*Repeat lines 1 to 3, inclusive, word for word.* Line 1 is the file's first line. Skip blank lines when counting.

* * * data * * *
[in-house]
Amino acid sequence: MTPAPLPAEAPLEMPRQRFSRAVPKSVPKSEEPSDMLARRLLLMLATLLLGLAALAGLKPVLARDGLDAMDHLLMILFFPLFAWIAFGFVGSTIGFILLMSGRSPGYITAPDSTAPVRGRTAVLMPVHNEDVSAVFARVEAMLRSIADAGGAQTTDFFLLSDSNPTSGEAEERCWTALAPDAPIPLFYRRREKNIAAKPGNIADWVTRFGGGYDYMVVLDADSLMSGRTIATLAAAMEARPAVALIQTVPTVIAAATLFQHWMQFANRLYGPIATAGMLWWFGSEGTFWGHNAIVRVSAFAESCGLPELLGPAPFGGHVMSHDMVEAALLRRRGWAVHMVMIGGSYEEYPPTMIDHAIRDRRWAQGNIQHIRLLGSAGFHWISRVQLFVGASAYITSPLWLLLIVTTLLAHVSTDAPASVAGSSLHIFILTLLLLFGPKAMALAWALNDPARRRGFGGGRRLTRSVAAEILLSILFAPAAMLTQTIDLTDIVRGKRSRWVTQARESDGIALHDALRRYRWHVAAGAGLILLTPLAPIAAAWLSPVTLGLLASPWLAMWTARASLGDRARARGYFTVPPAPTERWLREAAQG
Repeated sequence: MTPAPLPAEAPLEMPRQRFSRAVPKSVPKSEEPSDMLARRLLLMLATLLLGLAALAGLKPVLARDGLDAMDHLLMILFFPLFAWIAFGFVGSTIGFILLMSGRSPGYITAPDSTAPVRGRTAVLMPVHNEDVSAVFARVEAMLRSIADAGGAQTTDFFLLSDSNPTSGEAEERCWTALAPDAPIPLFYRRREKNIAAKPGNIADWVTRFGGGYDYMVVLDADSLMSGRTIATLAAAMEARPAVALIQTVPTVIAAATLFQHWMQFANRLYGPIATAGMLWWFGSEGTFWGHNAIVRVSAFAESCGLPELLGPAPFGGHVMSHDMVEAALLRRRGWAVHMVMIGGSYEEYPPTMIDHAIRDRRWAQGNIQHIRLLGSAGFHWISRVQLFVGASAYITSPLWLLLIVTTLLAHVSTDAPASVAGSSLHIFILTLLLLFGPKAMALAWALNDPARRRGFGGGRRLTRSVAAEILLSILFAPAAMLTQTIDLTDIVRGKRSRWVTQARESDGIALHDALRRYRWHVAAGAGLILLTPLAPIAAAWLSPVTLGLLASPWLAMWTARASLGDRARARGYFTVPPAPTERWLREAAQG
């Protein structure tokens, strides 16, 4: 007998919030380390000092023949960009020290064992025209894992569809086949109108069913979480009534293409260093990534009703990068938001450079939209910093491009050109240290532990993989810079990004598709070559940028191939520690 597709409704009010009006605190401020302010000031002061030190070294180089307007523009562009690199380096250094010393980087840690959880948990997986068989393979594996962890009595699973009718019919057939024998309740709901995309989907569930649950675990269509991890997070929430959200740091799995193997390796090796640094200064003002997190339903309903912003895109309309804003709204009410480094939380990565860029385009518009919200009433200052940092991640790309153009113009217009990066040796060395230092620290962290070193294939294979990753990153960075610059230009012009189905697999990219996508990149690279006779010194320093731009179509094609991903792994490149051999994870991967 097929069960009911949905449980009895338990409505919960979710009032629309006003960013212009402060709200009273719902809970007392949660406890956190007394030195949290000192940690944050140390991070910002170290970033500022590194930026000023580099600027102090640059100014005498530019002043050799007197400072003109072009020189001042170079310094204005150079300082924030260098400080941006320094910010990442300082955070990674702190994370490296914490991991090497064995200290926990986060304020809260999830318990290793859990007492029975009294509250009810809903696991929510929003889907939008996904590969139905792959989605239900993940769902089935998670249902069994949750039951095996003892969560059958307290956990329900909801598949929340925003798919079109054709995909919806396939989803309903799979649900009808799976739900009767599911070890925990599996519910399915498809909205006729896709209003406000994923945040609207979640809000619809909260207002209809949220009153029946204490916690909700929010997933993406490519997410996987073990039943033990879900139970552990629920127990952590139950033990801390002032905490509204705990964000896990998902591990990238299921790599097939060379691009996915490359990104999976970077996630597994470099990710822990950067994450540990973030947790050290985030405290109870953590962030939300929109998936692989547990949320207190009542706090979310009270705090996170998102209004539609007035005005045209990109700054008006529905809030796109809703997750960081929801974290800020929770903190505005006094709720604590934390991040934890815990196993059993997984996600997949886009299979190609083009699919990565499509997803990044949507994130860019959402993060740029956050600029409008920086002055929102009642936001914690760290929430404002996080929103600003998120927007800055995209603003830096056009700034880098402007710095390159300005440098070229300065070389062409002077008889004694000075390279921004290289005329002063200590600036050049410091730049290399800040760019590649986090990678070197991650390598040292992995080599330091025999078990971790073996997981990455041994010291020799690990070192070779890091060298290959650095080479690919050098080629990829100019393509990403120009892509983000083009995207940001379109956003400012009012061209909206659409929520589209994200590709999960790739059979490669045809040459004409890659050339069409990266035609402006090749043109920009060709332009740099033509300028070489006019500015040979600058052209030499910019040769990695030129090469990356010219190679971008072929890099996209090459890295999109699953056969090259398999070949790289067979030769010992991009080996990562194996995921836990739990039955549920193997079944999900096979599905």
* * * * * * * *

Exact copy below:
[in-house]
Amino acid sequence: MTPAPLPAEAPLEMPRQRFSRAVPKSVPKSEEPSDMLARRLLLMLATLLLGLAALAGLKPVLARDGLDAMDHLLMILFFPLFAWIAFGFVGSTIGFILLMSGRSPGYITAPDSTAPVRGRTAVLMPVHNEDVSAVFARVEAMLRSIADAGGAQTTDFFLLSDSNPTSGEAEERCWTALAPDAPIPLFYRRREKNIAAKPGNIADWVTRFGGGYDYMVVLDADSLMSGRTIATLAAAMEARPAVALIQTVPTVIAAATLFQHWMQFANRLYGPIATAGMLWWFGSEGTFWGHNAIVRVSAFAESCGLPELLGPAPFGGHVMSHDMVEAALLRRRGWAVHMVMIGGSYEEYPPTMIDHAIRDRRWAQGNIQHIRLLGSAGFHWISRVQLFVGASAYITSPLWLLLIVTTLLAHVSTDAPASVAGSSLHIFILTLLLLFGPKAMALAWALNDPARRRGFGGGRRLTRSVAAEILLSILFAPAAMLTQTIDLTDIVRGKRSRWVTQARESDGIALHDALRRYRWHVAAGAGLILLTPLAPIAAAWLSPVTLGLLASPWLAMWTARASLGDRARARGYFTVPPAPTERWLREAAQG
Repeated sequence: MTPAPLPAEAPLEMPRQRFSRAVPKSVPKSEEPSDMLARRLLLMLATLLLGLAALAGLKPVLARDGLDAMDHLLMILFFPLFAWIAFGFVGSTIGFILLMSGRSPGYITAPDSTAPVRGRTAVLMPVHNEDVSAVFARVEAMLRSIADAGGAQTTDFFLLSDSNPTSGEAEERCWTALAPDAPIPLFYRRREKNIAAKPGNIADWVTRFGGGYDYMVVLDADSLMSGRTIATLAAAMEARPAVALIQTVPTVIAAATLFQHWMQFANRLYGPIATAGMLWWFGSEGTFWGHNAIVRVSAFAESCGLPELLGPAPFGGHVMSHDMVEAALLRRRGWAVHMVMIGGSYEEYPPTMIDHAIRDRRWAQGNIQHIRLLGSAGFHWISRVQLFVGASAYITSPLWLLLIVTTLLAHVSTDAPASVAGSSLHIFILTLLLLFGPKAMALAWALNDPARRRGFGGGRRLTRSVAAEILLSILFAPAAMLTQTIDLTDIVRGKRSRWVTQARESDGIALHDALRRYRWHVAAGAGLILLTPLAPIAAAWLSPVTLGLLASPWLAMWTARASLGDRARARGYFTVPPAPTERWLREAAQG